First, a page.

Yes I think Simon Williams has played 1 f3 2 Kf2 and then proceeded normally and beat a fairly reasonable opponent.
Andrew

Anonymous said...

People often play moves like that because they prove sufficient to beat weak players

Anonymous said...

If I recall, Simon Williams once threatened to play something like 1 f3 2 Kf2 against us in the London League but bottled out.

I wouldn't at all mind if such moves were played against me (maybe I'd laugh); rather, I'd consider a test of how good (or not) a player I was. Anyone playing such nonsense and losing would look pretty foolish.

(Angus)

Anonymous said...

Simon Williams vs Martin Simons. British Championship Scarborough 1999. Found it on chesslab.

ejh said...

I think the distinction between William's sequence and Miles' was that Miles was engaging in a psychological ploy with some chess logic behind it: "this looks weak but maybe it isn't as stupid as it looks". It ws also played against a stronger player. The f3/Kf2 sequence, by contrast, seems to me to be saying "I can do what I like against you because you're not much good".

Now if a player wants to take that attitude, they're perfectly entitled to do so provided they don't mind an equal degree of disrespect being shown to them. I'm reminded of a game I played in the Surrey League a few years ago (I won't name the opponent but Angus will remember this) in which my opponent decided to spend much of the game reading a newspaper away from the board. I didn't really say anything at the time but I was inclined to ask him why he didn't go home if he didn't want to play.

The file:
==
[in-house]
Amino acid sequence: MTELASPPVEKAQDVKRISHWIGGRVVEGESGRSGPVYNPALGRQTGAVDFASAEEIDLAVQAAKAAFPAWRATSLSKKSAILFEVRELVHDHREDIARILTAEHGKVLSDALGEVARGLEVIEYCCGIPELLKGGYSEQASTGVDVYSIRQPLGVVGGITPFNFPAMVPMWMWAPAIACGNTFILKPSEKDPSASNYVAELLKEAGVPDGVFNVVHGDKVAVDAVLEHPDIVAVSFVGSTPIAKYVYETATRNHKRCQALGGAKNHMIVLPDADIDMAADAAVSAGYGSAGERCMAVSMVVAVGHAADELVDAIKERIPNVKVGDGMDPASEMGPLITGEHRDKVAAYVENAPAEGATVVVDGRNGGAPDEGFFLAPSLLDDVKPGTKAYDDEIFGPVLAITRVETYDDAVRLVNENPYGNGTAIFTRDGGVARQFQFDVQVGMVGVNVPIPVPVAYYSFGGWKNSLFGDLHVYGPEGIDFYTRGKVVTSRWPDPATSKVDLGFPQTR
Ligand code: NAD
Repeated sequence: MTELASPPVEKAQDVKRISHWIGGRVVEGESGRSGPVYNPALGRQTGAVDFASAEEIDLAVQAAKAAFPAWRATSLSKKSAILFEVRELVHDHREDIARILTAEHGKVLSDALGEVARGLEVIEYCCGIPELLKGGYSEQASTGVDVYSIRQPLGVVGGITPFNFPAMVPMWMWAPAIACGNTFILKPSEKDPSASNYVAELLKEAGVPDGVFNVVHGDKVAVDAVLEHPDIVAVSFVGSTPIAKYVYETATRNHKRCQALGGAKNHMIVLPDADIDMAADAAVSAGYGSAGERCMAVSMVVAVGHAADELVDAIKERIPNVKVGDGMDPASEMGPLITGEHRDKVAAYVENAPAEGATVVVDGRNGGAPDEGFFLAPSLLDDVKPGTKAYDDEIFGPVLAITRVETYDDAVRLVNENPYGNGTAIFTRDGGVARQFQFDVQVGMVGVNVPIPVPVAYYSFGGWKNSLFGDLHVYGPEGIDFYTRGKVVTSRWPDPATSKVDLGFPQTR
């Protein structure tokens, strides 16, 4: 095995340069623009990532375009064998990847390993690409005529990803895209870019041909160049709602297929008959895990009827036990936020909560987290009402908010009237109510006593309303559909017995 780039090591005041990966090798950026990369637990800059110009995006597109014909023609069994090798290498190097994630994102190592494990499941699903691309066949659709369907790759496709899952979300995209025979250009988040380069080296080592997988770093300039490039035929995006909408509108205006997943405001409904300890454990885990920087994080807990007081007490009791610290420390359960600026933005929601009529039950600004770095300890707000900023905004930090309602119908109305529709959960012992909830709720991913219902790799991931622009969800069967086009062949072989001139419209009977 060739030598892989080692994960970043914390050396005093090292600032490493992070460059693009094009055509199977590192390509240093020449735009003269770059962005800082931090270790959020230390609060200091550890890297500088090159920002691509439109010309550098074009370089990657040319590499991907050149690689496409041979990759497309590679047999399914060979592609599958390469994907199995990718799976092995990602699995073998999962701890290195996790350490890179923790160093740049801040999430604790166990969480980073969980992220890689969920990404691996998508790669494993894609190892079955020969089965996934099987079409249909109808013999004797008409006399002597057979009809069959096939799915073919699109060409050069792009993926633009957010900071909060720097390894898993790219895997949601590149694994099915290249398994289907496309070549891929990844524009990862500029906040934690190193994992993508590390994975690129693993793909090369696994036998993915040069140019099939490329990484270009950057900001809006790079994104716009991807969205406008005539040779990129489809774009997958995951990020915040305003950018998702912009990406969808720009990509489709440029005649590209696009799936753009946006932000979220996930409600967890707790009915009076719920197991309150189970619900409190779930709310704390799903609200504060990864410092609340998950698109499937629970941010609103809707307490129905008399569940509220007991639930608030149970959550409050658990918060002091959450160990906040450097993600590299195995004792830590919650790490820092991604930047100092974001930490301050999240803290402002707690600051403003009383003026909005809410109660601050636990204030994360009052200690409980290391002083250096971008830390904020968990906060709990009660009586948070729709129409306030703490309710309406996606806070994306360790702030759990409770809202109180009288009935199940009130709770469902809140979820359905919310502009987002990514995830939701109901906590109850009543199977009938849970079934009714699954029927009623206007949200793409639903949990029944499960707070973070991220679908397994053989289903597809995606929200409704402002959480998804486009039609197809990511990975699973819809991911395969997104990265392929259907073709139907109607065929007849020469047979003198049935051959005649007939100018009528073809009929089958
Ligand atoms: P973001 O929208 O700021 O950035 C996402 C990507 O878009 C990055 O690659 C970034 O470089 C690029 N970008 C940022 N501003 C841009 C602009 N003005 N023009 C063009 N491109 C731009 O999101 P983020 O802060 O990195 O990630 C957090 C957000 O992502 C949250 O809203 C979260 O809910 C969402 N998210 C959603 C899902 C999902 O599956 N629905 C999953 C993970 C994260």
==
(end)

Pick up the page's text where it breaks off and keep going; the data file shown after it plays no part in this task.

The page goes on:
Tom Chivers said...

I've played a lot of this kind of rubbish online, including Jonathan what I think you meant to say - 1... d6 2...Kd7 3...Qe8 4...Kd8. I've also faced this kind of rubbish before, and lost to it more than once.

But online doesn't count, right!?

Anonymous said...

I object to the idea that one can't read the newspaper away from the board without showing "disrespect", or be seen as not wanting to play. As far as i'm concerned you can do whatever you like with the time you have available, as long as it does not directly affect the opponent (so perhaps reading the newspaper AT the board is a bit cheeky). My regular routine in the London League is to greet my opponent, play a few moves, play something that causes him/her to have a think, and adjourn downstairs to the bar. Where i leave my pint (and sometimes newspaper) to be revisited at regular intervals.

If that is considered "not wanting to play", well so be it, but the simple response is that if that was genuinely the case then i wouldn't be there. As my record isn't one that could be considered shoddy by any standards then perhaps others should try it! ;)